Individual differences |
Methods | Statistics | Clinical | Educational | Industrial | Professional items | World psychology |
In Freudian psychology, an oral fixation (also oral craving) is a fixation in the oral stage of development and manifested by an obsession with stimulating the mouth (oral), first described by Sigmund Freud.
Infants are naturally and adaptively in an oral stage, but if weaned too early or too late, there may be a subsequent failure to resolve the conflicts of this stage and to develop a maladaptive oral fixation. In later life, these people may constantly "hunger" for activities involving the mouth.
Oral fixations are considered to contribute to over-eating, being overly talkative, smoking addictions and alcoholism (known as "oral dependent" qualities). Other symptoms include a sarcastic or "biting" personality (known as "oral sadistic" qualities).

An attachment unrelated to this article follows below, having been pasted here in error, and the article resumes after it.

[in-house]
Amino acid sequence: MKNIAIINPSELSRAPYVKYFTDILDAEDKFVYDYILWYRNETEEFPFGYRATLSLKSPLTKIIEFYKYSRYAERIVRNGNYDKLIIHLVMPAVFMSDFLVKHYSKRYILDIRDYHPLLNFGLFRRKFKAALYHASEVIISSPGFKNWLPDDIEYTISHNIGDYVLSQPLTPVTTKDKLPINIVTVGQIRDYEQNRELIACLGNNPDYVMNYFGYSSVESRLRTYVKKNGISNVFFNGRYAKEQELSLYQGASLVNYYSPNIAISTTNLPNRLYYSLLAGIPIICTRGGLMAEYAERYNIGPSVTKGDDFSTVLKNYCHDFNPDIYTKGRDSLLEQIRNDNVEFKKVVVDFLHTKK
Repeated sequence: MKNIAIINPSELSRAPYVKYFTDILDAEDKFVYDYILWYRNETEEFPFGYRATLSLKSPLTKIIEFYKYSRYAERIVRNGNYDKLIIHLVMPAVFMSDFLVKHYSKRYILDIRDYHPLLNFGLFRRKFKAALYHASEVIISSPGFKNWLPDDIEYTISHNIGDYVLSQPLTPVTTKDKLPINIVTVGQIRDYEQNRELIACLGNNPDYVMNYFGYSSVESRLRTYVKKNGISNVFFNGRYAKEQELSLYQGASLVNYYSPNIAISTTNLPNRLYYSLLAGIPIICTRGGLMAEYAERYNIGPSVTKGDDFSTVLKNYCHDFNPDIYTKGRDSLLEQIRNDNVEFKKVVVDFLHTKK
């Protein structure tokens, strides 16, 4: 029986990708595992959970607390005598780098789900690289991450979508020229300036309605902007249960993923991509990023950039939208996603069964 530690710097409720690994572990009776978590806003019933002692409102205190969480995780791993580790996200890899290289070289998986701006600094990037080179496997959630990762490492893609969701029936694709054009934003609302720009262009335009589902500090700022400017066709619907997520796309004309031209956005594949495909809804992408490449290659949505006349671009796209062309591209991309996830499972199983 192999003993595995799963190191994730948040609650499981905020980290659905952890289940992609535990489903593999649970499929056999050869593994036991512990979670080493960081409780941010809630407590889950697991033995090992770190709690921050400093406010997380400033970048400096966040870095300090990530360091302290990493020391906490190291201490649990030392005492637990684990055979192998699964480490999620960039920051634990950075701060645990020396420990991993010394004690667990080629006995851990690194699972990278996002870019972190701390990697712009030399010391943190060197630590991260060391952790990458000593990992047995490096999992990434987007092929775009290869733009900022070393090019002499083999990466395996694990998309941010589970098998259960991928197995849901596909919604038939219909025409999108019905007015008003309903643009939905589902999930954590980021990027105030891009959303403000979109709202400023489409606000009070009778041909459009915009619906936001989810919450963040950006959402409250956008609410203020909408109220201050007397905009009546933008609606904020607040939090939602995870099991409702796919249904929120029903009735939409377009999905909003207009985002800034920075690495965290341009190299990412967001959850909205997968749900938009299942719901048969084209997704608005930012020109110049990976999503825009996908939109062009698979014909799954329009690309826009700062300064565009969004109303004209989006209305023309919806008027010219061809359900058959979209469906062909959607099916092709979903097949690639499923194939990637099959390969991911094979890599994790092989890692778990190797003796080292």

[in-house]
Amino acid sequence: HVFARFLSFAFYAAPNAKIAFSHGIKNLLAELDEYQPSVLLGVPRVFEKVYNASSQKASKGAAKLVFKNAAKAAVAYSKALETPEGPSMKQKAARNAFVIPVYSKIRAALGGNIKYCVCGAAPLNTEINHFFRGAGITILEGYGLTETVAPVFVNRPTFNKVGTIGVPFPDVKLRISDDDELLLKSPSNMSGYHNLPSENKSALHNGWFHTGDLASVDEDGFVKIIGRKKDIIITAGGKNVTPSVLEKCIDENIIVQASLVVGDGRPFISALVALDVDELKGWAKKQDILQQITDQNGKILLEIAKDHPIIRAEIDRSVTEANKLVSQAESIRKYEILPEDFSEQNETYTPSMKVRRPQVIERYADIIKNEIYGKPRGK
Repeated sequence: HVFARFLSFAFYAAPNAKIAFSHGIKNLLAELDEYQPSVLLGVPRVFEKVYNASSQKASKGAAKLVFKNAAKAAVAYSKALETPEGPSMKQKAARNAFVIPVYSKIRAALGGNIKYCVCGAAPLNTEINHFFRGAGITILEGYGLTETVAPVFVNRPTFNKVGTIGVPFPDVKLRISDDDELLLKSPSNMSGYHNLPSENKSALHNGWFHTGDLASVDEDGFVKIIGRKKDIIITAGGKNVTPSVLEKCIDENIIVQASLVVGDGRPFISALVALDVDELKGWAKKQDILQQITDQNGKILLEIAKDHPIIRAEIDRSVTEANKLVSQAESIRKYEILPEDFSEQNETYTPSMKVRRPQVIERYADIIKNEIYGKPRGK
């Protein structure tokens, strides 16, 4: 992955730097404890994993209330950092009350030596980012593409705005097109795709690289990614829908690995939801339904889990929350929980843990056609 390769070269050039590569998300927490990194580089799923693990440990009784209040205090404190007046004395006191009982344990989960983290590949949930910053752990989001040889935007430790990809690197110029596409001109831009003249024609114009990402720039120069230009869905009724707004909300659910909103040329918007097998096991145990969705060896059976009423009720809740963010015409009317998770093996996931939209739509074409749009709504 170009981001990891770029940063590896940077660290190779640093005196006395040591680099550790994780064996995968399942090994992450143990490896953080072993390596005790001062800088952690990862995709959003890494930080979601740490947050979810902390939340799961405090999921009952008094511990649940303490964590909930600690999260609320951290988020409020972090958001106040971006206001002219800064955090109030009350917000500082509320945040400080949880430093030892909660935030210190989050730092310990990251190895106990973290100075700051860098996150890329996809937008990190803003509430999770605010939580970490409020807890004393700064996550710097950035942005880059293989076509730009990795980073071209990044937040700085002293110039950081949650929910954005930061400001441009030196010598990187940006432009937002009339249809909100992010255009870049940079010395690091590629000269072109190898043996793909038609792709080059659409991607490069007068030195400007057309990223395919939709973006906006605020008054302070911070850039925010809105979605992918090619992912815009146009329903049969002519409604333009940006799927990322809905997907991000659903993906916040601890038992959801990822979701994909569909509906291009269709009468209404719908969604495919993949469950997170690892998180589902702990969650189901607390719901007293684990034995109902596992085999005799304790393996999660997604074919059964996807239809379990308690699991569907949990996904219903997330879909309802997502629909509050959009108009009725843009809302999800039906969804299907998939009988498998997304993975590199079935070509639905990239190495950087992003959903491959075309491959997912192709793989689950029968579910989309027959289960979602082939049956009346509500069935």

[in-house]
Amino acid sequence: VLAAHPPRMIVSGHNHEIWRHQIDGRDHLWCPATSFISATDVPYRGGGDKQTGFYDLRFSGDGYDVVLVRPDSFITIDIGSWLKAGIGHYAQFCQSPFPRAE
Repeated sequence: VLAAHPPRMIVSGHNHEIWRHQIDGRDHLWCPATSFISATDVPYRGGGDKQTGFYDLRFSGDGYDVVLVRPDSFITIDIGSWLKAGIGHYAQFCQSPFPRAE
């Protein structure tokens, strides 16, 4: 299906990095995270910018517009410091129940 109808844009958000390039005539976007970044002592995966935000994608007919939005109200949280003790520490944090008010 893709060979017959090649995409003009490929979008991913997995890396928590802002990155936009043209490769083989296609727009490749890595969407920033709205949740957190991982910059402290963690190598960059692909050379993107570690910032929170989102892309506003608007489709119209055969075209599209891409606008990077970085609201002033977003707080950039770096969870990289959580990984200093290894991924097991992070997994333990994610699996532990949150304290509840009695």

Critics of Freud's theories doubt that such a thing as "oral fixation" can explain adult behaviors, and that subscribing to this simplistic explanation can prevent the exploration of other possible causes that may occur. Even psychoanalytically oriented practitioners have broadened their understandings of fixations beyond simple stage theory.
See also[edit | edit source]
|This page uses Creative Commons Licensed content from Wikipedia (view authors).|